On the strength of his commission for St Paul’s, Wordsworth Avenue, Basil Spence was invited to design a parish church with an attached church hall for the parish of St Catherine of Siena, serving the eastern estates of Richmond and Woodthorpe.
This building was also financed by the compensation payments for bombed inner-city churches – of St Philip, Shalesmoor (1828, demolished 1952) and Christ Church, Attercliffe, (1826, demolished 1953).
The foundation stone was laid on April 11th 1959 and the church was consecrated by Bishop Leslie Hunter on December 5th the same year.
Like St Paul’s, Wordsworth Avenue, St Catherine’s is marked by a tower consisting of two brick pillars, surmounted by a cross, linked by a glazed sacristy corridor to a plain cavity-wall brick nave.
At St Catherine, however, the tower slabs are concave and the nave is lit by narrow slit windows and ends in a windowless semi-circular apse.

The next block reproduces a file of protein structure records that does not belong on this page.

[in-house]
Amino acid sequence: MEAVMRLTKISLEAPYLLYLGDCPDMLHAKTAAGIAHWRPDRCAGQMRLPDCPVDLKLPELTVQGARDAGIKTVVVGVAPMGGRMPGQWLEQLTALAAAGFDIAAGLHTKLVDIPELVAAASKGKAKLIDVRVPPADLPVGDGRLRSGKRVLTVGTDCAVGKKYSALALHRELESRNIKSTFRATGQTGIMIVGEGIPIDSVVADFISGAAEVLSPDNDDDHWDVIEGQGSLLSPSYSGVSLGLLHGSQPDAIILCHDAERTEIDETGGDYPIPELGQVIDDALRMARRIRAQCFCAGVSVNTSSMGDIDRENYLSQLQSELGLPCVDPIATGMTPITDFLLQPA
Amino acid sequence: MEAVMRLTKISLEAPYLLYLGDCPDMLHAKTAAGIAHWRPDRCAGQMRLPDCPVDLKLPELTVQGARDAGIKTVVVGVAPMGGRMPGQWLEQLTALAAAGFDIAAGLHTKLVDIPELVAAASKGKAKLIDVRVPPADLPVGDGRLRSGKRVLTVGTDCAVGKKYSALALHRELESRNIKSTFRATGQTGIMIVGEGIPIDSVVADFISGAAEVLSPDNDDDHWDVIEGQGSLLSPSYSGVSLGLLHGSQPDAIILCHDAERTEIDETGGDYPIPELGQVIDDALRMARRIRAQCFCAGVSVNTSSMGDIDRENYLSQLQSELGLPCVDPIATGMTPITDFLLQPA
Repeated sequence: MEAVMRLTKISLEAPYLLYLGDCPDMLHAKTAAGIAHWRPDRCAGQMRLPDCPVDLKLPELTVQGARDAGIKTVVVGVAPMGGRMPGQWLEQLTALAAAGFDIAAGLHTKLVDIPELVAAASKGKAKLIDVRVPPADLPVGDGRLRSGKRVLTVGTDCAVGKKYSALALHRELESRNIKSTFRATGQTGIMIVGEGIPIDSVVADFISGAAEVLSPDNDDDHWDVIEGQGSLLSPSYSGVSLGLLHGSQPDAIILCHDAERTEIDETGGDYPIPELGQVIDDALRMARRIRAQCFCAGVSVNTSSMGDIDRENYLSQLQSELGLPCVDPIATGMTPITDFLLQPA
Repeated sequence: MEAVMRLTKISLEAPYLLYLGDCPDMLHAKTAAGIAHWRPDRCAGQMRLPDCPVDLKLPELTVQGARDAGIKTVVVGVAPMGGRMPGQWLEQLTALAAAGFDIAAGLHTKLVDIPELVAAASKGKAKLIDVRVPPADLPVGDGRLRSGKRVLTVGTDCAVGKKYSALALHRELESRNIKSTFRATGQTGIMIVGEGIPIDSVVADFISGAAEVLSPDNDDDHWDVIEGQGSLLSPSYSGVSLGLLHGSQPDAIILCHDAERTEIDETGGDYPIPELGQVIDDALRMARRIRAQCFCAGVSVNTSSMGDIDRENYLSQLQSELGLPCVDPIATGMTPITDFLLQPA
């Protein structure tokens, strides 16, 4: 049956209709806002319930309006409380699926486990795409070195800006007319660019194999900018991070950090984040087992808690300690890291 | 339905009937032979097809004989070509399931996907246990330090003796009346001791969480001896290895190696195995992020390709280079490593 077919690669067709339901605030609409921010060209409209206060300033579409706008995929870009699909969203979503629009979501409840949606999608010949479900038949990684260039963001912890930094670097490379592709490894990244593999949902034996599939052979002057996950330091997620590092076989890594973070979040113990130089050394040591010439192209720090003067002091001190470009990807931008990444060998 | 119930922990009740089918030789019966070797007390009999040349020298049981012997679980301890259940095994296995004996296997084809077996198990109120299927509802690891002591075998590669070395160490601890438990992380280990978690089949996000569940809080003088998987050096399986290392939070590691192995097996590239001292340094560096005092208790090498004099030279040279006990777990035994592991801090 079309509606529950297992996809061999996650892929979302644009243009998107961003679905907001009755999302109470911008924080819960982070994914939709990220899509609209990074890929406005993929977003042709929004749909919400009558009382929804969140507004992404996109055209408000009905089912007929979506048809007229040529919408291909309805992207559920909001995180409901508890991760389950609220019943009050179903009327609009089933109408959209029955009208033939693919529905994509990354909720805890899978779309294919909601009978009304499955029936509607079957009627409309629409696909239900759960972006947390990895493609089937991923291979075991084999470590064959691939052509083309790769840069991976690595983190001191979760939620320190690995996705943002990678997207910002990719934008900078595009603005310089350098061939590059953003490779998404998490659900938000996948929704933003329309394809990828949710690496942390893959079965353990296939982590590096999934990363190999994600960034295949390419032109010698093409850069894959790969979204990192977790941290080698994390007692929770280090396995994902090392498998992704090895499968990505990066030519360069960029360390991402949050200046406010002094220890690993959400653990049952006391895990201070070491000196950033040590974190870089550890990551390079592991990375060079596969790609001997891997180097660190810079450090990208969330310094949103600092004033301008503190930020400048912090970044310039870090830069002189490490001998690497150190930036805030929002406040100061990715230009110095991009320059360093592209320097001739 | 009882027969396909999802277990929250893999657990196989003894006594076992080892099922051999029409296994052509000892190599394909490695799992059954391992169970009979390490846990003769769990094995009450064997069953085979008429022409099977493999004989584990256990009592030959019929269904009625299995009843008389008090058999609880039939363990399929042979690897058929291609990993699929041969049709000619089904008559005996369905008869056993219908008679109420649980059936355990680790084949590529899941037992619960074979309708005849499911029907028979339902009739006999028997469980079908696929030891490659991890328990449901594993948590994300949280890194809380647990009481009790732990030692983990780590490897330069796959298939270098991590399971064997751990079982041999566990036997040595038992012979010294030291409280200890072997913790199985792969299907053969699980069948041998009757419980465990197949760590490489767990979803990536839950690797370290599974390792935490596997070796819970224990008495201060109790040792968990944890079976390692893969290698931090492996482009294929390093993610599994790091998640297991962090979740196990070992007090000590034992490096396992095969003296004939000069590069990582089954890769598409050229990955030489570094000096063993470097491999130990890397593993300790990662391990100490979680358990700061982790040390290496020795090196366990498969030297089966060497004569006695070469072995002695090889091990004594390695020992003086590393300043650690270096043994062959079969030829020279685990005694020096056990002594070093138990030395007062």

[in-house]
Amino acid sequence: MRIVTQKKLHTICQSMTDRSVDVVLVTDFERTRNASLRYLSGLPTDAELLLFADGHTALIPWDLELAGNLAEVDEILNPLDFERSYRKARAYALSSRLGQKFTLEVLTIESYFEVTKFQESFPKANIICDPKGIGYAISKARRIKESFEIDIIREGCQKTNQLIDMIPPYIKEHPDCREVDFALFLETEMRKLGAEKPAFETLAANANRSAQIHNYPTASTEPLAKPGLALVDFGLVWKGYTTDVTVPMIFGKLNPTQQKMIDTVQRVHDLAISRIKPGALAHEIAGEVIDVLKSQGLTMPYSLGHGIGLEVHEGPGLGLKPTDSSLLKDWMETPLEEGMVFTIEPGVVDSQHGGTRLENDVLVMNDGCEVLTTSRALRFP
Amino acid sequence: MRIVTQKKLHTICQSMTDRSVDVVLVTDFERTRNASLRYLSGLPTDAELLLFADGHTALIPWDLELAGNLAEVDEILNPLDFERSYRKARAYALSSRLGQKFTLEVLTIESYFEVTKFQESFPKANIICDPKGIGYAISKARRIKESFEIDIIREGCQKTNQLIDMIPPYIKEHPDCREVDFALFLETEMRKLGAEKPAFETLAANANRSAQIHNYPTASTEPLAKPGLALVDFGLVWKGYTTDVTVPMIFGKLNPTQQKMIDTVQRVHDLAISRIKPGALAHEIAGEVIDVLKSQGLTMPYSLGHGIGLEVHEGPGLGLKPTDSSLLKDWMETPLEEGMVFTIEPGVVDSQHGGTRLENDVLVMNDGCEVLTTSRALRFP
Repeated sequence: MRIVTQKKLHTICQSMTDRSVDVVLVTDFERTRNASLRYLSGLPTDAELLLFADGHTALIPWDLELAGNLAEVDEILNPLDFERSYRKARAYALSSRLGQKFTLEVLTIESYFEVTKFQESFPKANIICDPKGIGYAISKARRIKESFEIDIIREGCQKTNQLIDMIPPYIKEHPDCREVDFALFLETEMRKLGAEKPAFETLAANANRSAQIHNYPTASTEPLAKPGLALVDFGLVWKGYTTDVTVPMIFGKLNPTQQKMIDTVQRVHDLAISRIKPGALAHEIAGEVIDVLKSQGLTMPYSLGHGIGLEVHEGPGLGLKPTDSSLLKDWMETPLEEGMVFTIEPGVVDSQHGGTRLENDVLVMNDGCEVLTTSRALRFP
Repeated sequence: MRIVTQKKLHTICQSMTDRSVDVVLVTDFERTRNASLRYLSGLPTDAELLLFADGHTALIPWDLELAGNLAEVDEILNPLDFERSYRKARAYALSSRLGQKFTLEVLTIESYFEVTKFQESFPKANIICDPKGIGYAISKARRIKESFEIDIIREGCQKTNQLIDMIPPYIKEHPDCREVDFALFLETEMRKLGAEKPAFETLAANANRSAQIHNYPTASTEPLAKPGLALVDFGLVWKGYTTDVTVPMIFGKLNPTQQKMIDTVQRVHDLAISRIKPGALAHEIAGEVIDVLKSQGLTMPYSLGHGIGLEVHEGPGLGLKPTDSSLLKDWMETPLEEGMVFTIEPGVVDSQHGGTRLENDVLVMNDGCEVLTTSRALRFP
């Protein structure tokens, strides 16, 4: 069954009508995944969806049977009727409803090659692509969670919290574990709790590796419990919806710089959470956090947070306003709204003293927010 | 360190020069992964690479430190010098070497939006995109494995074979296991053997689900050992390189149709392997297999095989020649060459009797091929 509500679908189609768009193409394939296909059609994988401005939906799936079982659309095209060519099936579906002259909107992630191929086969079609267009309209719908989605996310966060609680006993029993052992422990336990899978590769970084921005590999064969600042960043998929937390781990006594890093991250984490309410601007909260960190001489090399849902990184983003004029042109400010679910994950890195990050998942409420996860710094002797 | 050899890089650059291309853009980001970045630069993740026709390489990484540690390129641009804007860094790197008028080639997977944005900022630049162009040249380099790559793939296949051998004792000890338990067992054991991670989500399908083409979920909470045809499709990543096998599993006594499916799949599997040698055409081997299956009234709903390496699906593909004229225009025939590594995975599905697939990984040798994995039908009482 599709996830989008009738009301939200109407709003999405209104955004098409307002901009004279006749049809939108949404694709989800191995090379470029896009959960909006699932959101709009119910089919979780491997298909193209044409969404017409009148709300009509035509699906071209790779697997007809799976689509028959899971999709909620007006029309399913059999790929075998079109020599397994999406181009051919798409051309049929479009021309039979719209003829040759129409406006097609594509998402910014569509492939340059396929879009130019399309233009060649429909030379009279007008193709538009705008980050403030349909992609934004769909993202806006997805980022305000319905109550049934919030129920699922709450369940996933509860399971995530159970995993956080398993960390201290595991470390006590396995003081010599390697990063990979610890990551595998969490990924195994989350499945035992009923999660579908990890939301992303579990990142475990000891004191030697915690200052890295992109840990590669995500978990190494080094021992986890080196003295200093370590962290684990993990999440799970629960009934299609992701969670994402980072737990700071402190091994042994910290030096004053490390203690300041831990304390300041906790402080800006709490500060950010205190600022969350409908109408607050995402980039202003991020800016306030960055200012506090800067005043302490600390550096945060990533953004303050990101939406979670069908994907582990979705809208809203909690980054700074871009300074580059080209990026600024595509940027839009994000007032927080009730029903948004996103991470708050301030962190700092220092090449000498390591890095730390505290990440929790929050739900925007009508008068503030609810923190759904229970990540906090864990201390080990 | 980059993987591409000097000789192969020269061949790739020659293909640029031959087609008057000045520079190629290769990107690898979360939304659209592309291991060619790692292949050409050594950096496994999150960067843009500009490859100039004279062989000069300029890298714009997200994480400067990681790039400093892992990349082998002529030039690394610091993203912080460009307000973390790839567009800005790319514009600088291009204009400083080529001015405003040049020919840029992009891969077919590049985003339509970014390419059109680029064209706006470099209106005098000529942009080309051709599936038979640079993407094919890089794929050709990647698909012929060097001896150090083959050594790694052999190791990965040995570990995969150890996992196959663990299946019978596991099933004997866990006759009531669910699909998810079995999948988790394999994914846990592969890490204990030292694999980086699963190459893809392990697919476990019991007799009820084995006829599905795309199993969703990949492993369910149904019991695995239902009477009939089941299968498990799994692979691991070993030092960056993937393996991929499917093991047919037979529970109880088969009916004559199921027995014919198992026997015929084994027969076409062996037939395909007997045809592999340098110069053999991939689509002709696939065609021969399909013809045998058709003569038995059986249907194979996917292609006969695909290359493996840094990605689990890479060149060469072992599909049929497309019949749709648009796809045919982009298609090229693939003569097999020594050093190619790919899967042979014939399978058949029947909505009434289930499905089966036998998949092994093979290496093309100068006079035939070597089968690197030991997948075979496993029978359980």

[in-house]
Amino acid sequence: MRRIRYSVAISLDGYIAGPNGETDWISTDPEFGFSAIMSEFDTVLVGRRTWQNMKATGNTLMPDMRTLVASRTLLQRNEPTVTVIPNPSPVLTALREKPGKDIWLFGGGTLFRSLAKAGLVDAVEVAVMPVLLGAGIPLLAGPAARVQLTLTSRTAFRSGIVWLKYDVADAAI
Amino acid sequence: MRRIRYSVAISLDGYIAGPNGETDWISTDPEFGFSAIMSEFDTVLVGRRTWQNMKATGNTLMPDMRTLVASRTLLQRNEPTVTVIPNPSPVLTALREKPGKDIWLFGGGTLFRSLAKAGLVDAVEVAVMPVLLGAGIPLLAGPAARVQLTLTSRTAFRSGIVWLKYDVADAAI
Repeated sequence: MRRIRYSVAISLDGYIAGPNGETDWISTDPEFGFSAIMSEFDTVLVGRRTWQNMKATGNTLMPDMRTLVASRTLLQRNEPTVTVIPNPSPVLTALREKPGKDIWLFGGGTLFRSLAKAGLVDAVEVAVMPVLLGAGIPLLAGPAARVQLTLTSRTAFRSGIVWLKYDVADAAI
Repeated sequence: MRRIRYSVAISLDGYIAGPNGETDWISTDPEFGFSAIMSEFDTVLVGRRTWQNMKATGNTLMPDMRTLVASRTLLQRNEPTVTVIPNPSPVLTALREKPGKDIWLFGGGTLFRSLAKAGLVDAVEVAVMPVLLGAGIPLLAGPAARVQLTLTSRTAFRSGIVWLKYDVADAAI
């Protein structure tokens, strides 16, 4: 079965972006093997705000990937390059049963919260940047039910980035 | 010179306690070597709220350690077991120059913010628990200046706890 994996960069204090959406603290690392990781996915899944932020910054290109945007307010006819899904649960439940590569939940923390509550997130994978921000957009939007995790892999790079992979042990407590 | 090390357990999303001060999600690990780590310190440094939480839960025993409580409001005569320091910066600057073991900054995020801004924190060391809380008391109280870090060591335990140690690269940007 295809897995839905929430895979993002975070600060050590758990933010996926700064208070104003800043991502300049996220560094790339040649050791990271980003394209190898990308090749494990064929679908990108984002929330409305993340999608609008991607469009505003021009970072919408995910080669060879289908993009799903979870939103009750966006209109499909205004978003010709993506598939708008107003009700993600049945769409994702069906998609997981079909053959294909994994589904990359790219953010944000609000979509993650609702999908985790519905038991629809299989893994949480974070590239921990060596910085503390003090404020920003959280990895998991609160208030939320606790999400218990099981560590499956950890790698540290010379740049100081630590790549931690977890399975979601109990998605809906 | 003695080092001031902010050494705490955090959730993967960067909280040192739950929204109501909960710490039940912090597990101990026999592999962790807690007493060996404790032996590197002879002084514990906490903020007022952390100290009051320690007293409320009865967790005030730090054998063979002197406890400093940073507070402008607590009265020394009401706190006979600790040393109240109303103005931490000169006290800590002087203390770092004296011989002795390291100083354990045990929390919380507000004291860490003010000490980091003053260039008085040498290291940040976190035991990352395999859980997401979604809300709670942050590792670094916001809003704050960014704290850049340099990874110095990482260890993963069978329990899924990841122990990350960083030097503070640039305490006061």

The roof consists of laminated timber beams, separated from the walls by a glazed clerestory and a concealed window that lights the sanctuary providing an atmosphere of well-lit privacy.
Basil Spence’s perspective of the proposed design, dated April 1957, shows the original intention to orientate the church north-south with the tower to the east. The sequence of drawings indicates that in March or April 1958 the decision was taken to realign the church geographically, as well as liturgically, east-west, with the tower to the south.
A glazed screen at the back of the nave, with the organ mounted above the doorway, separates the nave from the community areas which are integral to the design and follow a pattern that Spence had set in designing three churches for the Diocese of Coventry in 1954.
Ronald Pope’s sculpture of St Catherine holding the burning heart before the crucified Christ was placed on the eastern face of the bell-tower and dedicated by Bishop Francis John Taylor on February 13th 1966.
The church was listed Grade II in 1997 for its “strongly sculptural design with a powerful presence”.